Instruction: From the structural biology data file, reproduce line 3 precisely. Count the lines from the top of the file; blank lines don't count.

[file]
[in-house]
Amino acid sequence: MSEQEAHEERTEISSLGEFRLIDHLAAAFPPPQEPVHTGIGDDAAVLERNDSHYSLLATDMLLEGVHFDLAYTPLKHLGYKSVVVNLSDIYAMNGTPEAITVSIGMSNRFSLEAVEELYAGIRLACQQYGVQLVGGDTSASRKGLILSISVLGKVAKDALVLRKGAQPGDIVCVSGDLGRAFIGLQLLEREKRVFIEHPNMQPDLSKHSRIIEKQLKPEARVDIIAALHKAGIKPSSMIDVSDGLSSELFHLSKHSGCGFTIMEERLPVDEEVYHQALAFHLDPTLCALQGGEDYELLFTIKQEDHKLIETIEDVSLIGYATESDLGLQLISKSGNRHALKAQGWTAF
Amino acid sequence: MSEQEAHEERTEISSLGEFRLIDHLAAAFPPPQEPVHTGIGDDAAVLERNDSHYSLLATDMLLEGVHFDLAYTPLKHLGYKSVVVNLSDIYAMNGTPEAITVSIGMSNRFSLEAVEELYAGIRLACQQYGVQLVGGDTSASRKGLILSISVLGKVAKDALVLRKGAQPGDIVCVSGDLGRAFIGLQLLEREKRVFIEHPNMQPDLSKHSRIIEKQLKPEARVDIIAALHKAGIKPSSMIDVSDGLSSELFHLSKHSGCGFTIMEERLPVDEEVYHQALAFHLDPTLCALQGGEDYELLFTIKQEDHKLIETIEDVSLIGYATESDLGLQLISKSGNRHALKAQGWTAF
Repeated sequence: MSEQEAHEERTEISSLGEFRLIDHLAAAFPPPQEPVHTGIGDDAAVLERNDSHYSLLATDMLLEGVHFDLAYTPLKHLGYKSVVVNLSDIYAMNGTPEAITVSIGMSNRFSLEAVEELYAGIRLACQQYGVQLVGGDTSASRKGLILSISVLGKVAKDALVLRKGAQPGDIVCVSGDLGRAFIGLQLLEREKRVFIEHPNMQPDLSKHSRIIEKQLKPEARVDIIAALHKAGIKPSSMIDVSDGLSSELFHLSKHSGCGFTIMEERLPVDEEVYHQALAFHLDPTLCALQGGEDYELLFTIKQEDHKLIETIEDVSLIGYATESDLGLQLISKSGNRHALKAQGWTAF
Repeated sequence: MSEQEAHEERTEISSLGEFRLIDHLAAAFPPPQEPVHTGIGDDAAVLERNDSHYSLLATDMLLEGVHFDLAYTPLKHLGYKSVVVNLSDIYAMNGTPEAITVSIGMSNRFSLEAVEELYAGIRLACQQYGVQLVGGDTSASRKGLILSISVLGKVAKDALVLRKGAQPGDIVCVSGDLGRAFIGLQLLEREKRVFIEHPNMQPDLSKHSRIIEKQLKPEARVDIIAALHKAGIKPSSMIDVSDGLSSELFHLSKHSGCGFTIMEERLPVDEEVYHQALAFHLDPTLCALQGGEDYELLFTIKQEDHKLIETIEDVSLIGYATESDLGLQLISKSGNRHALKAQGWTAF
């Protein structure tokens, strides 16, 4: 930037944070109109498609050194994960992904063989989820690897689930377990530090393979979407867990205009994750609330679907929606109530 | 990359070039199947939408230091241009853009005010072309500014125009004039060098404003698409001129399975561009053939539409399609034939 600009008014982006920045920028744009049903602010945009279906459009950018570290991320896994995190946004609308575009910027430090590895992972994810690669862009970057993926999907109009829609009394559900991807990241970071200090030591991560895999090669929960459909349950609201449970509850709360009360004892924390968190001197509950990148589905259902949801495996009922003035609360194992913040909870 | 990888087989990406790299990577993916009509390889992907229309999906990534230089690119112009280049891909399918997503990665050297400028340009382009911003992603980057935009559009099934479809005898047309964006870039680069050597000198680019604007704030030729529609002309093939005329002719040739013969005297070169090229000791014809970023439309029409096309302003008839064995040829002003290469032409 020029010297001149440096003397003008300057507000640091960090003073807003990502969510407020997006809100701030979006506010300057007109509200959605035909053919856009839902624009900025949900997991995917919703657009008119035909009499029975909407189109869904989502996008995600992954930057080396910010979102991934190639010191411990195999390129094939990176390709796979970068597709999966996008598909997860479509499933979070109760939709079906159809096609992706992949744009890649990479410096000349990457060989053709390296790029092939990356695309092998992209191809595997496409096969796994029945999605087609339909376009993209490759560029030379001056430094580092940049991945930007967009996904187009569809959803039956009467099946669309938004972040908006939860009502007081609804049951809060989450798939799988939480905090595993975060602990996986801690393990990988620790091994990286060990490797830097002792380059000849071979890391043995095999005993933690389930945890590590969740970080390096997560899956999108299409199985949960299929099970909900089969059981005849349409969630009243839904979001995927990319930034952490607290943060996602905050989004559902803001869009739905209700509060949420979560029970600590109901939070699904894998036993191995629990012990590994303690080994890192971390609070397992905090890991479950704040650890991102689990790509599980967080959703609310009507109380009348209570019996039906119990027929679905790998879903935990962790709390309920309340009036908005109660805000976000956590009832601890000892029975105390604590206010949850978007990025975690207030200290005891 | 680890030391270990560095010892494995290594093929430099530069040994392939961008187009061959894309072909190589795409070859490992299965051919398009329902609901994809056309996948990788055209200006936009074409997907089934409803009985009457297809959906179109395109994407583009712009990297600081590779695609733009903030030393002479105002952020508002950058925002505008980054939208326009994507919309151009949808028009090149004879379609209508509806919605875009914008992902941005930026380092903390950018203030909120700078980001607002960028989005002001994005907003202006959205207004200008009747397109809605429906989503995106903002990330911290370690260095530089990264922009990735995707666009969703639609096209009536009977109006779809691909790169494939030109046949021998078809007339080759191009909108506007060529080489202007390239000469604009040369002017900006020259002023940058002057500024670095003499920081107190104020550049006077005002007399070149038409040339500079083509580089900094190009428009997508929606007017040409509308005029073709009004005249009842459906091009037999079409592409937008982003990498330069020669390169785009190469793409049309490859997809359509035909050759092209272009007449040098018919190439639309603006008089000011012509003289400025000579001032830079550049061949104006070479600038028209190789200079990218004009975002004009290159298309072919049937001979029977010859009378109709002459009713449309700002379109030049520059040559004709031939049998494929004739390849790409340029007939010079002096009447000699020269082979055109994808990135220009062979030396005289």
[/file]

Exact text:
Amino acid sequence: MSEQEAHEERTEISSLGEFRLIDHLAAAFPPPQEPVHTGIGDDAAVLERNDSHYSLLATDMLLEGVHFDLAYTPLKHLGYKSVVVNLSDIYAMNGTPEAITVSIGMSNRFSLEAVEELYAGIRLACQQYGVQLVGGDTSASRKGLILSISVLGKVAKDALVLRKGAQPGDIVCVSGDLGRAFIGLQLLEREKRVFIEHPNMQPDLSKHSRIIEKQLKPEARVDIIAALHKAGIKPSSMIDVSDGLSSELFHLSKHSGCGFTIMEERLPVDEEVYHQALAFHLDPTLCALQGGEDYELLFTIKQEDHKLIETIEDVSLIGYATESDLGLQLISKSGNRHALKAQGWTAF